“The longer your parent lived, the more memories you have to cherish. Likewise, the more regrets you have about things you did or didn't do.”
Maybe some day I will come back and edit this...but here are my thoughts and all their roughness...
So, I guess in some ways I’m glad my dad died when he did. Although, I wish I could have been the person today that I am now, and he could still be alive to see it. In many ways, I am neither as accomplished nor am I as strong in the way that our culture idealizes. That is scary. But, I am also a stronger individual death than I ever was before my dad’s. But I still have tunnel vision. After four years even.
Even when I was a kid, I was terrified of my father dying. I would imagine the ways in which it might happen. And it was always sudden death. My dad and mom divorced when I was 12…but they started “divorcing” in court when I was 6, it was so drawn out and full of resent. But my dad left before I had any memories of he and my mom being together.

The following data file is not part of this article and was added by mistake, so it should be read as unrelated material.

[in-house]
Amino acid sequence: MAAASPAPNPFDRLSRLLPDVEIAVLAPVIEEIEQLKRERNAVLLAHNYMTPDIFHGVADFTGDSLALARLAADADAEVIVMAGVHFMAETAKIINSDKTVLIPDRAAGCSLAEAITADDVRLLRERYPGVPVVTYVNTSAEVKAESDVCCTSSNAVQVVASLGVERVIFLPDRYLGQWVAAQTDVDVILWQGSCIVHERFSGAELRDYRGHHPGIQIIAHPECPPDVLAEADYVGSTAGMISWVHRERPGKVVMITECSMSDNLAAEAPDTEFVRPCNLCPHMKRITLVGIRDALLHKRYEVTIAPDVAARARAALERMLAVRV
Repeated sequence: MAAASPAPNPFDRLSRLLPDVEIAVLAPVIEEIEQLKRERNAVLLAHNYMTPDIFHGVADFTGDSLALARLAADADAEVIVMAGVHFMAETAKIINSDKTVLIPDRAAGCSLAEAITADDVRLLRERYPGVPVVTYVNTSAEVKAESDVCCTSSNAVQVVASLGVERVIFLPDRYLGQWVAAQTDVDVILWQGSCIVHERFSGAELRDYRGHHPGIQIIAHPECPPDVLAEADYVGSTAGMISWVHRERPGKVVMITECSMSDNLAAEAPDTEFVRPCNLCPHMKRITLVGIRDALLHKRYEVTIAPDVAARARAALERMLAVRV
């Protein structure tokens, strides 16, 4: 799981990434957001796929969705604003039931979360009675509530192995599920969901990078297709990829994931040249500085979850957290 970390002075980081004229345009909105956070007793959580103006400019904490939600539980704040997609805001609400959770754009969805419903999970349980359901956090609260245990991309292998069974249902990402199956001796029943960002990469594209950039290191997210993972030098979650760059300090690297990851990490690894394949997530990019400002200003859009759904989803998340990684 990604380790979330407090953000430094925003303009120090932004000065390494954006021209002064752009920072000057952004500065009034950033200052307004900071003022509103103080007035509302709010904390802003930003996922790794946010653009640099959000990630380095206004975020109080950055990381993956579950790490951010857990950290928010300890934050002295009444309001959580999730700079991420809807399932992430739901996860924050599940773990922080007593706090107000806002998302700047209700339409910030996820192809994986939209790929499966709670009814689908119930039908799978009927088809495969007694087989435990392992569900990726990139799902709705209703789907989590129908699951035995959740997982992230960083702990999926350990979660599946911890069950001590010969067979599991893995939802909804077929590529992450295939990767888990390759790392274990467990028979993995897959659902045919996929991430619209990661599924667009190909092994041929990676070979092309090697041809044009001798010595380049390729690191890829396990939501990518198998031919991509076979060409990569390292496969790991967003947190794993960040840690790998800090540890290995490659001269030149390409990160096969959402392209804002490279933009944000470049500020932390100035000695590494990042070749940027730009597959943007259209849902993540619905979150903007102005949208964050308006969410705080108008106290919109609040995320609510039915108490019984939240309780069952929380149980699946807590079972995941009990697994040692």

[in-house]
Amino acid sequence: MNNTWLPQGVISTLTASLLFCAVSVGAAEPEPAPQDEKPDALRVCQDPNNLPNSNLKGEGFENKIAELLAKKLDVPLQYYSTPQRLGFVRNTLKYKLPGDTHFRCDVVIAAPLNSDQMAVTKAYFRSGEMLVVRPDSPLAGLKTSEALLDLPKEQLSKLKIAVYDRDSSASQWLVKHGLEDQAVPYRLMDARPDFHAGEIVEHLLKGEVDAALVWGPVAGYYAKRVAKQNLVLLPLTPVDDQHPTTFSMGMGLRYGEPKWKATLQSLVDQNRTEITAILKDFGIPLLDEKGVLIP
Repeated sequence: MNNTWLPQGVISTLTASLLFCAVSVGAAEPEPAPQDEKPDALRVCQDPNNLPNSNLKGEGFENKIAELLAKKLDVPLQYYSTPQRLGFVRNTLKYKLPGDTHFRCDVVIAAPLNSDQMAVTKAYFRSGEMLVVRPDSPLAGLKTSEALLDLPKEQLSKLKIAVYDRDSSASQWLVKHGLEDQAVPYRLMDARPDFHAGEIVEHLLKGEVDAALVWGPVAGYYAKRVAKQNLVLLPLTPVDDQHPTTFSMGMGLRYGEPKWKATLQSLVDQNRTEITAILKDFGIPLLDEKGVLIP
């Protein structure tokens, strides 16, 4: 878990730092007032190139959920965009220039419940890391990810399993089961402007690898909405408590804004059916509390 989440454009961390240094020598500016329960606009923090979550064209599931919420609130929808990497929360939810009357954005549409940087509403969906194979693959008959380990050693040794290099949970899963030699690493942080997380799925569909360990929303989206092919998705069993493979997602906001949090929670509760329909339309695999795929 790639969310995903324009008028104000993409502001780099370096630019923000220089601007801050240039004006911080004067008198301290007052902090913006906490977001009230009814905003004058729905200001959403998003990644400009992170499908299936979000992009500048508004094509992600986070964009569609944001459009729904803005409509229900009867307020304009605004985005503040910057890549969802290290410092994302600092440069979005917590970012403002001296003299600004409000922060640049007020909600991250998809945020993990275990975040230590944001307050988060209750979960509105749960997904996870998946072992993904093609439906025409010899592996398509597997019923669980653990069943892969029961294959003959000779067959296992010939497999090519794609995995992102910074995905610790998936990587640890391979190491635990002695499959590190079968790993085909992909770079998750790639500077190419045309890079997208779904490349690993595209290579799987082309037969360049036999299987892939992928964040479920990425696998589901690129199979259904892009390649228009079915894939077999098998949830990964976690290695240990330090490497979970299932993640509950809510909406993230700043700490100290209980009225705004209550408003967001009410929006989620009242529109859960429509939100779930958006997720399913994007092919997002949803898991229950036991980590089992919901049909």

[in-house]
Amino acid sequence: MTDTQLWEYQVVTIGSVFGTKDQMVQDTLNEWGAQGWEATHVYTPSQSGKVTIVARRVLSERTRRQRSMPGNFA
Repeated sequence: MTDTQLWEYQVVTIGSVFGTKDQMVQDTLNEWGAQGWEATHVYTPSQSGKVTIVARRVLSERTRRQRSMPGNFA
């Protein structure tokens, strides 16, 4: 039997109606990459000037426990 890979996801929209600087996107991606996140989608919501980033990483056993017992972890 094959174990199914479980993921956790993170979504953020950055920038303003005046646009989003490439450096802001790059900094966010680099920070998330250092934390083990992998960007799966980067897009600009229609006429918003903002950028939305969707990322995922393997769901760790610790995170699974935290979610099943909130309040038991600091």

It’s funny how you learn to compartmentalize when you’re in emotional trauma. Even as a child. And how that compartmentalization becomes fractured memories…and a fractured sense of self.
I won’t lie. I had good people in my childhood. But good people can be bad together. Dysfunction. Fighting. Manipulation. And love. Abnormality sometimes lends itself to good coping skills when it comes to “abnormal” situations. But it also lends itself to an inability to comprehend normality. At all costs. It’s too scary to think everything is and will ever be “okay.”
What would I do then?